A Celebration of Jan
Jan was a lot of things in her life -- mother, daughter, friend, spouse -- and she was a lot of things to me, a staple in my childhood and teen years, a second mother figure that I looked up to, argued with, and loved. Without her, I would not be who I am and I'm so grateful that she was -- and always will be -- a part of my life. Though the list of things Jan was would be endless, here are a few of the things she was to me:
A patient hair-brusher, slowly untangling the knots from my gnarled hair
A gorilla-spotter, finding them even in the unlikely Central Park
A supporter, always encouraging and believing in her daughter (and me!)
A crafter, turning the most boring white sweatshirt into an xmas masterpiece
A red convertible driver, cruising me and her daughter all over town
A kindred soul, adhering to my odd childhood quirks (shower at 7!)
A Mac lover, introducing me to what would become my favorite brand
A researcher, finding anything and everything online (back in the '90s!)
A home-renovator, always tackling a new project with gusto
A beach-goer, taking me year after year on family vacations
A business starter, launching her own line of stationery (which I still have!)
A costume-creator, dressing up me and her daughter like twin babies
A scientist, taking on science projects with my mom (milk? soda? water?)
A rescuer, soothing my bloodied lip when I fell off my bike (still pissed, Monk!)
A friend, cheering me (and my mom) with the daily gifts in Denver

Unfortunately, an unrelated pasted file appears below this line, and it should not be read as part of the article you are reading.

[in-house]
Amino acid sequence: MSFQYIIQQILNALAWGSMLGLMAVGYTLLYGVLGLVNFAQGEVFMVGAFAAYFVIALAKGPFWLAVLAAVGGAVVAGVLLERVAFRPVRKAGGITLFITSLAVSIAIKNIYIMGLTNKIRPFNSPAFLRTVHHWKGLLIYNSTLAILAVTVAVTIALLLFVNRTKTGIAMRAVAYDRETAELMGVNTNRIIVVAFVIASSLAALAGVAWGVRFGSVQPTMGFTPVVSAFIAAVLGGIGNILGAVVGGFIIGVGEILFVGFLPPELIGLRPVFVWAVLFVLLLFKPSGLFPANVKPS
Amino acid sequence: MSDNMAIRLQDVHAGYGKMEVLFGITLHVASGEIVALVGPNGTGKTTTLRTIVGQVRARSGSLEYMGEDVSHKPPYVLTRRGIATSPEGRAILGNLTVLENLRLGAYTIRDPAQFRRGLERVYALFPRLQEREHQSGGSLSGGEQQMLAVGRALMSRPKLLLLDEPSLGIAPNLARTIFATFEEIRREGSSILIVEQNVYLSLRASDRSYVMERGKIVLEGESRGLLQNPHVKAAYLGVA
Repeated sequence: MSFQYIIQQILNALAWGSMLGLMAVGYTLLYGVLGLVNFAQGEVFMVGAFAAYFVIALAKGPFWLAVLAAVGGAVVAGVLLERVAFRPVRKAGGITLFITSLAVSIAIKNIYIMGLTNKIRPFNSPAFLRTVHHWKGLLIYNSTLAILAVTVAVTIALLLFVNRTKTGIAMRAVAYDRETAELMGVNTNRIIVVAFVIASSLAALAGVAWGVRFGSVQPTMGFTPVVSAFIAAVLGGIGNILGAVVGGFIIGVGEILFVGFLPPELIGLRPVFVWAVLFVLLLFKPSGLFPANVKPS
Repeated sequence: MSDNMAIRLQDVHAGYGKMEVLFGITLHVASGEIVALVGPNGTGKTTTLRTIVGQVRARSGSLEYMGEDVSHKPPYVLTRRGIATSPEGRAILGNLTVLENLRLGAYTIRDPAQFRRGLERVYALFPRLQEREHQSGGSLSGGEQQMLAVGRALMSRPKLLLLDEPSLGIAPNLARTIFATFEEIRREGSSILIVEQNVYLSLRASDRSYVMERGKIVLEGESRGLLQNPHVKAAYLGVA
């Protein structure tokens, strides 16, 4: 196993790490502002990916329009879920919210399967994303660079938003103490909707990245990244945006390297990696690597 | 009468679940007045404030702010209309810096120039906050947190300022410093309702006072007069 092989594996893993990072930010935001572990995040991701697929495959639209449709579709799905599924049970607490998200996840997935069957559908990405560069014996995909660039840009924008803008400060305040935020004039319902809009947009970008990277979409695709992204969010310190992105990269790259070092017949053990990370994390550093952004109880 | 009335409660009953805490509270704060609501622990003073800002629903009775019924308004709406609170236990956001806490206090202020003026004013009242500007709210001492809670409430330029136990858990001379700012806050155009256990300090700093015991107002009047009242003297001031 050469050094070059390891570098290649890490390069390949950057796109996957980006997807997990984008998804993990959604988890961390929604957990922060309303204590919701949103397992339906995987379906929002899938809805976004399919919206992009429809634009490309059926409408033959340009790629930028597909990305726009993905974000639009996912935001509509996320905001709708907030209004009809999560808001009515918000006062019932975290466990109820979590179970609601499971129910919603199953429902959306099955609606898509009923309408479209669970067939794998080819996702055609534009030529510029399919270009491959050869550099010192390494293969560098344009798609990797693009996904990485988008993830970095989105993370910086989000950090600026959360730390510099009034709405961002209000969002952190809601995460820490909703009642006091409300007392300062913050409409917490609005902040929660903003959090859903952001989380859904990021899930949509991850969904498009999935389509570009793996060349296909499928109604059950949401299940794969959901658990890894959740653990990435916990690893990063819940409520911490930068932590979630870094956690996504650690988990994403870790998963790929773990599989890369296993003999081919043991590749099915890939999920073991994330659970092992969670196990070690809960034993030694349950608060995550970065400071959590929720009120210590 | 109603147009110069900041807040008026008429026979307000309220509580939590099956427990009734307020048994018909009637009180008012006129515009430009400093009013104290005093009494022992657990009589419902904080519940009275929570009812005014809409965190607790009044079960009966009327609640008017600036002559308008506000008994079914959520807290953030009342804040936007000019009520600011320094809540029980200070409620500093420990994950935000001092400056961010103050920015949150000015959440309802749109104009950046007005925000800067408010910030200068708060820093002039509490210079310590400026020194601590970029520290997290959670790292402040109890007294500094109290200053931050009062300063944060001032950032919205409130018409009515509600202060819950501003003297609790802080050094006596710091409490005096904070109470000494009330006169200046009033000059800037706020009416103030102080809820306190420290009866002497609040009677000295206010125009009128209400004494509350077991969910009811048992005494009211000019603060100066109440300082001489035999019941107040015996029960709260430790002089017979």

A Nordstrom-lover, lunching with us almost every Friday afternoon
A firework-watcher, taking me with them to the Pike every July 4th
A colored xmas light-user, awing me, who had only ever had white lights
A s'mores eater, enjoying a simple treat Eloise-style in The Plaza
A generous gift giver, surprising The C.Factory with mounds of gifts
A hot cocoa maker, warming us after hours of sledding at the park
A chatter, keeping me entertained on the softball sidelines
A relaxer, showing me that it's okay to relax on a Saturday morning
A comfort, letting her daughter and me crawl into her bed during thunderstorms
A rule-maker, telling us when to be home (but letting us sneak boys in the yard)
A dog-finder, locating the perfect breeder for my first pup, Pooky
A house-finder, finding the perfect spot just a few blocks from her house
A cheerleader, always celebrating the odd parts of me (8-year-old organizer)
A worker, hosting me on Take Your Daughter to Work day like I was her own
A roller skate rink maker, entertaining us kids for hours and hours
A Hippo-finder, buying them for me whenever she spotted them
A friend, asking me about my school, my boyfriends, my latest hobbies
A mother, welcoming me into her home when my mom was hospitalized
A beautiful soul, the best second mom I could have asked for...
She was all these things and so much more. Not everyone is lucky enough to have someone like this in her life -- a kindred soul, a mother figure who is so different from her own mother but just as loving and supportive. I was so fortunate to grow up having two families that loved me, two families that celebrated and encouraged me. Jan was so many wonderful things, and though all that she was will always be with me, her presence here in this world will be missed.